We are often asked, “What are the best exercises for osteoporosis?” As with any exercise program, always check with your doctor before exercising. Ask your healthcare provider for a thorough list of movements to avoid. Adhere to the precautions you have been given and incorporate any recommended modifications. With that being said, here are some exercises for osteoporosis from the Sit and Be Fit television series . These exercises can easily be incorporated into your daily life.
General Exercises for Osteoporosis
• Walking is an appropriate weight-bearing exercise for those managing, or at risk for, osteoporosis. Walking helps slow bone loss. If you can walk, do so—even if it’s just inside your home. For those not able to walk, just standing up and bearing weight through the legs as often as possible every day is a bone benefiting activity.
• Leg strengthening exercises slow bone loss, improve balance, and decrease the risk of falls. When done in a weight-bearing position, they do double duty to build bone.
• Postural exercises are important for those managing osteoporosis because they help keep our bodies in proper alignment. Good posture decreases pressure on the bones of the spine, reducing vertebral fracture risk. Proper body alignment contributes to overall balance, reducing fall risk.
• Exercises that challenge balance skills improve balance, reducing the chance of falls. Preventing falls is an important way for people with osteoporosis to prevent fracture.
Specific Exercises for Osteoporosis
STAND UP—SIT DOWN
Before each meal, stand up from your chair and sit back down gently, five times. Be sure to land gently—a hard landing, even on a soft chair, can cause injury.
Beginning arm position: Place your hands on the armrests of your chair to help come to a standing position.
Intermediate arm position: Place your hands on your thighs.
Advanced arm position: Fold your arms across your chest.
Directions for Stand Up – Sit Down Exercise
1. Scoot forward toward the front of your chair.
2. Pull your feet back underneath your chair. They should be about hip-width apart.
3. Lean forward slightly at the hip. Keep your head up. Notice the weight on your heels.
4. Use your legs to push up to the standing position. (Help with your arms as necessary.)
5. Reverse the process to sit back down gently into your chair. (Control the descent into your chair. Use your arms as needed. A hard landing could contribute to a vertebral fracture.)
Stand behind a sturdy chair or at your kitchen sink, using the support as much as you need to for balance. Begin with your feet together, toes pointed forward.
Directions for the Side Lunge Exercise
1. Check your posture. Is your seat tucked under? Are your lower ribs lifted away from your pelvis? Are your shoulders pulled back slightly? Is your head pulled back so that it is over your shoulders?
2. Take a large step* to the side with your right foot. Be sure the toes of both feet are still pointing forward. Standing in this straddle position, recheck your posture, using the four points listed above.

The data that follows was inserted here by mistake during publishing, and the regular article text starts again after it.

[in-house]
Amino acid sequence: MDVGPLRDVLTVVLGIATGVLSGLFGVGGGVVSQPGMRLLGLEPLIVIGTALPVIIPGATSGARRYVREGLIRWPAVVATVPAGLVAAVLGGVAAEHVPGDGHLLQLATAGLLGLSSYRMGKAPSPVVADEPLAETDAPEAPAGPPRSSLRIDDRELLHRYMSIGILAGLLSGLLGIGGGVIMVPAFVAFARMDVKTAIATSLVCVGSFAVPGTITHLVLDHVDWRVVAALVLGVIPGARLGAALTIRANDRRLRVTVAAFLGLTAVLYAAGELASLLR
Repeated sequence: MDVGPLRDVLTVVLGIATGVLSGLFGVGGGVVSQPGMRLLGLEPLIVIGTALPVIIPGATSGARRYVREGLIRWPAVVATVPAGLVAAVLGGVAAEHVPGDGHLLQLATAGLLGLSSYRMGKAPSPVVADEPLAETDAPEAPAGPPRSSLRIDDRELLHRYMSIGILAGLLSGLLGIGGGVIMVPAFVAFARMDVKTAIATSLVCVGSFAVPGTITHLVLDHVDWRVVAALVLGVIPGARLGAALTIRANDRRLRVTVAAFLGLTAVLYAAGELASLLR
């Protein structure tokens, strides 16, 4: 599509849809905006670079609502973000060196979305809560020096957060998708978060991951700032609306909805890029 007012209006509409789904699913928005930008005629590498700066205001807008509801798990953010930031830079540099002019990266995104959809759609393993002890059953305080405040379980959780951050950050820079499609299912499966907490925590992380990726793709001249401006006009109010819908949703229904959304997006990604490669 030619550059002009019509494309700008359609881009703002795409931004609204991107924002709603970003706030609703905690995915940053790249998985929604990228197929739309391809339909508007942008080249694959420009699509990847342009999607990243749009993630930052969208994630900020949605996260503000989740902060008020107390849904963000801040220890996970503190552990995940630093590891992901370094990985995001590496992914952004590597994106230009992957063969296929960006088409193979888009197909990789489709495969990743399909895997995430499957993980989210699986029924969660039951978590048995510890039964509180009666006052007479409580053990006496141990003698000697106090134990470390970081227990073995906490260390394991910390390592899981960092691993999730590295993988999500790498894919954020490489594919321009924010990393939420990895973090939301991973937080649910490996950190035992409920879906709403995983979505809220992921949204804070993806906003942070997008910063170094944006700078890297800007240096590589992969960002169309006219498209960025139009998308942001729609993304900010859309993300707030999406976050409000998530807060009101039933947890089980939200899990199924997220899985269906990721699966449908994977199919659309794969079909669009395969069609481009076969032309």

3. Slowly bend your right knee slightly–straighten–bend–straighten–bend.
4. Straighten the knee a third time, but this time, push with your right foot, and bring it back next to your left foot.
5. Repeat the exercise taking a large step* to the side with your left foot.
*As your legs get stronger, take a larger step. Don’t overdo– stay within your comfort range.
Begin sitting or standing with good posture. Lengthen the spine and try to get as much distance as possible between the base of the ribs and the hips.
Directions for the Rib Lift Exercise
1. Lace your fingers behind your head and gently pull your elbows back.
2. Take a deep breath, gently lifting the ribcage away from the pelvis and squeezing the shoulder blades toward each other.
3. As you breathe out, reach toward the ceiling with one arm then the other.
4. Gradually bring the arms down in a big arc. Reach out to each side as if to touch the walls on each side of the room.
5. Bring your arms down along your sides, and press the palms back, squeezing your shoulder blades together.
Which Sit and Be Fit Workouts include the best exercises for osteoporosis?
If you have a diagnosis of osteoporosis, but no spinal deformity, almost any of the Sit and Be Fit workouts are safe as long as you are aware not to forward flex the trunk or lift the knee vigorously toward the chest.
Here are some specific Sit and Be Fit workouts that include exercises appropriate for those managing osteoporosis:
• Sit and Be Fit Osteoporosis Workout: VHS
• Sit and Be Fit Chair Exercise Basics: DVD
• Sit and Be Fit Season 8: VHS
• Sit and Be Fit Season 9: DVD
• Sit and Be Fit Season 10: DVD
• Sit and Be Fit Season 11: DVD
• Sit and Be Fit Season 12: DVD
• Sit and Be Fit Season 13: DVD
• Sit and Be Fit Season 14: DVD